It was not until Officer Miko caught up to Johnson who was trying to break into the back door of a private residence that a seizure occurred. By this time, however, Johnson had disposed of his gun in the alleyway. Where there has been no illegal seizure for Fourth Amendment purposes and the suspect freely abandons an item during flight, evidence of that item may be used against him at trial. See Hodari D., 499 U.S. at 629. In Hodari D., the Court reversed the California Supreme Court's decision to suppress evidence of drugs the defendant had abandoned while running from the police. Id. The defendant began to run when the police approached. Suspicious, the police gave chase. Right before the pursuing officer tackled and handcuffed him, the defendant tossed away what appeared to be a small rock; it was later determined to be crack cocaine. The Court held that the defendant had not been seized until the officer applied physical force. The abandoned drugs were not the product of an illegal seizure and should not have been suppressed. Similarly here, Johnson was not seized while he was being pursued by the police, and he freely decided to abandon the handgun. As a result, it will not be suppressed.

B. The Magazine was the Product of a Valid Warrantless Search

Evidence of the magazine will not be suppressed because it was the product of a search incident to a lawful arrest. Following a lawful arrest supported by probable cause, a police officer is authorized to perform a warrantless search of the individual. See United States v. Edwards, 415 U.S. 800, 802 (1974). This incidental search "has been traditionally justified by the reasonableness of searching for weapons . . . and evidence of crime . . . ." Id. In this case, probable cause existed to arrest Johnson without a warrant because he fled from the police while violating numerous traffic laws, disregarded repeated orders to stop, abandoned a handgun while in flight, forcibly attempted to enter a private residence, and resisted arrest.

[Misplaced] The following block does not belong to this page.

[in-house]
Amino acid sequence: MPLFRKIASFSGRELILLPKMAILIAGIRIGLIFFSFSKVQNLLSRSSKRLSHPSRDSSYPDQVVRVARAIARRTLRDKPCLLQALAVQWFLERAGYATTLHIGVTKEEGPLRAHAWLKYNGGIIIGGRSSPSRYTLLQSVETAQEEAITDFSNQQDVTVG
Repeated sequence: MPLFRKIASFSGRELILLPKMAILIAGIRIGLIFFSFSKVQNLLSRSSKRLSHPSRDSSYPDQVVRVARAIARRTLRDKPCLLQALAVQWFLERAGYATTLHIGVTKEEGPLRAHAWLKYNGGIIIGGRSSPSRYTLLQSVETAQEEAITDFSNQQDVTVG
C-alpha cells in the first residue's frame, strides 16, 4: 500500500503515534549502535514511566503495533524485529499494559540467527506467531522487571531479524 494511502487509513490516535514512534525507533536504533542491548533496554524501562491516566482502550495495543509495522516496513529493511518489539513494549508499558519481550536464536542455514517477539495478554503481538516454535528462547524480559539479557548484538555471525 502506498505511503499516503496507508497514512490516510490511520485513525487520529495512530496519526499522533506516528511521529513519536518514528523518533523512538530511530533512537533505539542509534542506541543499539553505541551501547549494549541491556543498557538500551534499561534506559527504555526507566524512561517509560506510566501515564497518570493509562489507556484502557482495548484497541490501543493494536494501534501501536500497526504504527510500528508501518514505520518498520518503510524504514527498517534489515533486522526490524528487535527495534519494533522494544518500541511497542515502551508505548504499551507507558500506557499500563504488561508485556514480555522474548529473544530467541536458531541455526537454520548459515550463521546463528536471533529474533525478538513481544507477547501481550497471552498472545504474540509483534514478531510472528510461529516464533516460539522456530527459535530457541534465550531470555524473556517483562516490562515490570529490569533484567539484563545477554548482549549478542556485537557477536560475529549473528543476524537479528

"The interests justifying search are present whenever an officer makes an arrest." Virginia v. Moore, 128 S.Ct. 1598, 1607 (2008). In addition to safeguarding evidence, a search allows police to ensure their safety "during 'the extended exposure which follows the taking of a suspect into custody and transporting him to the police station.'" Id. at 1607--08 (quoting United States v. Robinson, 414 U.S. 218, 234--35 (1973)). Considering the nature of Johnson's flight, the fact that he abandoned a handgun while being pursued, his failure to follow police instructions, and repeated refusal to show his hands, the officers were justified in searching for weapons or other evidence of crime.*fn2

IV. Conclusion

For the foregoing reasons, I will deny the motion. An appropriate Order follows.